Privatization or Fire Sale (with Shahid Katdar)

With Shahid Kardar

Happy days have returned. The privatisation process has been resumed in earnest. So goes Islamabad’s self-congratulatory declaration on the Rs38 billion raised from the sale of its 20 per cent stake in UBL. The authors of this article, who probably have been the strongest proponents of the free market in recent decades and have generally pushed for a more market-based open economy, should then be equally happy. We, however, feel that privatisation, done wrongly, can have perverse results. To this end, we refer to this deal to illustrate the several questions that should be widely debated so as to inform the government’s privatisation policy.

As mentioned above, we have long advocated the adoption of a more deregulated, open, market-based economy. Privatisation is but one step in that direction.

Most public policy analysts would agree with the following principles of privatisation:
a) The divestment should improve the efficiency and profitability of the operations of the enterprises being sold;
b) The transaction should be conducted in an open and transparent manner with adequate preparation and time so as to get the best price for a public asset, i.e., adequate price discovery efforts are made. Moreover, the mode of sale should not result in a wealth transfer to the buyer;
c) Improve market competitiveness in general and in the sector in particular;
d) The receipts from privatisation should not be used to fund current fiscal needs since that is likely to slow down much-needed fiscal reforms.

With these principles in mind, we find it very hard to understand the reasons for the fire sale of UBL. It does not satisfy the first objective of improving market efficiency. UBL is already being managed privately and just the sale of an additional 20 per cent stake will not ipso facto lead to an improvement in the efficiency of the bank and thereby induce any difference in the UBL’s bottom line.

The sale of these shares has obviously augmented the government’s coffers (including that received in the form of foreign exchange of $310 million). Yet, the government does not seem to have any plans to retire debt so that it can be verified that the exchequer will recoup the lost dividend stream on these share through savings on debt servicing. Nor is it apparently going to invest the proceeds in projects that will generate income, which will be more than the loss of the above referred dividend earnings. Objective (b) has been enshrined in our law, which requires that privatisation receipts should not be utilised for financing the current expenditure. Yet, available evidence suggests that there is every reason to fear that the proceeds will be used to finance the current fiscal position, resulting in the transgression of the law as well as objective (b).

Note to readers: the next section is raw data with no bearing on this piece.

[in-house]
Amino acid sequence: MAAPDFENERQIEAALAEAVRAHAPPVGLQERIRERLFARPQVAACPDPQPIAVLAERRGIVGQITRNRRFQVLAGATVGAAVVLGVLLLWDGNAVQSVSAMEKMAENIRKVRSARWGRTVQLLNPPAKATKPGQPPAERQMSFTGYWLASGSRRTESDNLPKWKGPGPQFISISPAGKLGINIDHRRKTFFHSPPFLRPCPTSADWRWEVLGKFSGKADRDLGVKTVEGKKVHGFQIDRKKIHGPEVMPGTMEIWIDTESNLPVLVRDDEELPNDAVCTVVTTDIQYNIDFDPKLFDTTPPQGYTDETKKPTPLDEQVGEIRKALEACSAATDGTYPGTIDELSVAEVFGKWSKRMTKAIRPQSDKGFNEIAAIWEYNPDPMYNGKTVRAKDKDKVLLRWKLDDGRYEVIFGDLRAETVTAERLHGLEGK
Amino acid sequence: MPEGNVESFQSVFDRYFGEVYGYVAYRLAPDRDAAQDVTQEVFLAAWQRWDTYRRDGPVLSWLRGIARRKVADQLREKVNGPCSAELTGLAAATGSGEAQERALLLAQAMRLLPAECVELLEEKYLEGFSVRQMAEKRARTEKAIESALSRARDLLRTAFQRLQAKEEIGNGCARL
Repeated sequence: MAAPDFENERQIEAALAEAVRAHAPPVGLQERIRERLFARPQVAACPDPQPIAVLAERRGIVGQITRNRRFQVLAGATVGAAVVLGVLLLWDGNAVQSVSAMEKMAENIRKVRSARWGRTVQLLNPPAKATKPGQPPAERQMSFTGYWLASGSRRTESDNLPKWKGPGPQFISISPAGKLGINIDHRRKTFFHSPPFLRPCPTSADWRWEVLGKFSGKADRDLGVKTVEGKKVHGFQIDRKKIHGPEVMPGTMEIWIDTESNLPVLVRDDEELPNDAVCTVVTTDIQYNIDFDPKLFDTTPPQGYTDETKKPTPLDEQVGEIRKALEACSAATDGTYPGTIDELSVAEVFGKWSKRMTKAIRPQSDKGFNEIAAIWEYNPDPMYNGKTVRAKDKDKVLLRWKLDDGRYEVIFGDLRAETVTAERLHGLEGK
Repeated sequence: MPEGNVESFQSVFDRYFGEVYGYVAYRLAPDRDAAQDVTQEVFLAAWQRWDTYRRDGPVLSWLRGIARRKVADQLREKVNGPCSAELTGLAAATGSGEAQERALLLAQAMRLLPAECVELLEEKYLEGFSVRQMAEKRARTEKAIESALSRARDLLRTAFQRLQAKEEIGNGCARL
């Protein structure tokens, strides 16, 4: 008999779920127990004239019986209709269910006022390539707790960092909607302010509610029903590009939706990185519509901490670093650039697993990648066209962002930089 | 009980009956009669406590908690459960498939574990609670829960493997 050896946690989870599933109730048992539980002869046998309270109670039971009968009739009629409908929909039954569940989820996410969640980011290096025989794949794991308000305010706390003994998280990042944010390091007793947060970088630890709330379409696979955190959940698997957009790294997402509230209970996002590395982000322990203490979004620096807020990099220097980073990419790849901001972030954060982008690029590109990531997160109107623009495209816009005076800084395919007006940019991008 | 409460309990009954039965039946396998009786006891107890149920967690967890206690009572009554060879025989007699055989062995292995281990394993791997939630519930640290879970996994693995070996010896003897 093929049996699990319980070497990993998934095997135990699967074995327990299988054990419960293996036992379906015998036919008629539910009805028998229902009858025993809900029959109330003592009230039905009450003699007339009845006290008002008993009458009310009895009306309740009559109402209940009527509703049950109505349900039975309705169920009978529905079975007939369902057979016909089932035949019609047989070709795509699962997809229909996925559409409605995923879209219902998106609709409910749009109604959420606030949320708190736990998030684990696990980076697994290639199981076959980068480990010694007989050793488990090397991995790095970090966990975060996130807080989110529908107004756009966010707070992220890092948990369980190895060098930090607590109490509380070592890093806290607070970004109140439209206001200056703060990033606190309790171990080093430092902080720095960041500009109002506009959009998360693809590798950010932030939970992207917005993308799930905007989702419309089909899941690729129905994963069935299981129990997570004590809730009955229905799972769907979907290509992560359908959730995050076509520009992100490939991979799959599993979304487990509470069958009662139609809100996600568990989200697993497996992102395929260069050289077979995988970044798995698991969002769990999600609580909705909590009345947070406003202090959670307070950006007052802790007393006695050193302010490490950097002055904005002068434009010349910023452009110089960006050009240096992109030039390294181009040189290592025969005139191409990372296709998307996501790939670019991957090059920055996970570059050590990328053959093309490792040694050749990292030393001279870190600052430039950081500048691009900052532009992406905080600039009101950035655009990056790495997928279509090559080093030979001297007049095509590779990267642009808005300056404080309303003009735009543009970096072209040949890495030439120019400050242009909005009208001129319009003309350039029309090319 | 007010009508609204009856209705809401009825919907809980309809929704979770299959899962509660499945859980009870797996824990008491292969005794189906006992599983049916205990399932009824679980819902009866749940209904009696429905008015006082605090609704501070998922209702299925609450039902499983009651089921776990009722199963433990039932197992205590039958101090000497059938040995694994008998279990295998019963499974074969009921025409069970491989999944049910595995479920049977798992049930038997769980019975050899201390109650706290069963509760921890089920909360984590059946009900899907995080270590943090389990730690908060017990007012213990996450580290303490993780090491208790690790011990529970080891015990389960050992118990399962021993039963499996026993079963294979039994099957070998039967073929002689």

The government could argue that the sale proceeds will be used for funding its many mega projects. All this clever accounting will do is to facilitate a higher level of unproductive current spending. Given that many of these grandiose projects will generate low returns, and some may even require a continuing government subsidy to meet their costs of operations and maintenance, will such use of the funds not add to our future fiscal problems?
The government has announced that it will respect objective (b) requiring transparent transactions that will facilitate price discovery. Unfortunately, the process has raised a host of questions that need clarification.
1) Why was the pricing down at a discount? The market price was Rs170 per share and the price demanded for this large block was Rs158. The fact that the shares were sold at a lower price raises doubts about the intentions underlying this divestment.
2) The triumphant reports coming out of Islamabad are citing over subscriptions. In such cases, normally, price is bid up. But not here.
3) About eight buyers, including a government entity, the NIT, have acquired the shares. Some brokers, who have bought shares, suggest that they were buying them for someone else. It would be interesting to find out the identity of the final buyer and how long these shares are held. The street gossip is already hinting at where these shares have gone.
4) The market’s perception is that the transaction was rushed. It did not give bidders enough time. Time to an auctioneer’s hammer is important for bringing out the true value of a share.
5) The government was adamant to sell the block as a block. Since eight buyers emerged for a block, why did the government insist that the shares be sold as a block? Could not a different auctioning system (the one used, favoured only those with deep pockets) been employed to fetch a higher price?
6) When a stock market exists and existing shareholders have determined a price, why would the government conduct an off-floor transaction? The reason given to us is that the market was not big enough to handle such a large transaction. This claim needs to be researched and debated. In our view, there are marketing strategies that would allow such a transaction to be done on the floor to maximise value.

Finally, if this divestment results in the consolidation of the holding of the group that already has a major/majority stake, would that be in the public interest, especially if these shares, sold at a discounted price, end up with the current owners? If privatisation increases the concentration of bank ownership a mere handful of individuals could be controlling the money market and the pricing of loans and financial services. There is, therefore, reason to worry about the wisdom of such a privatisation policy.

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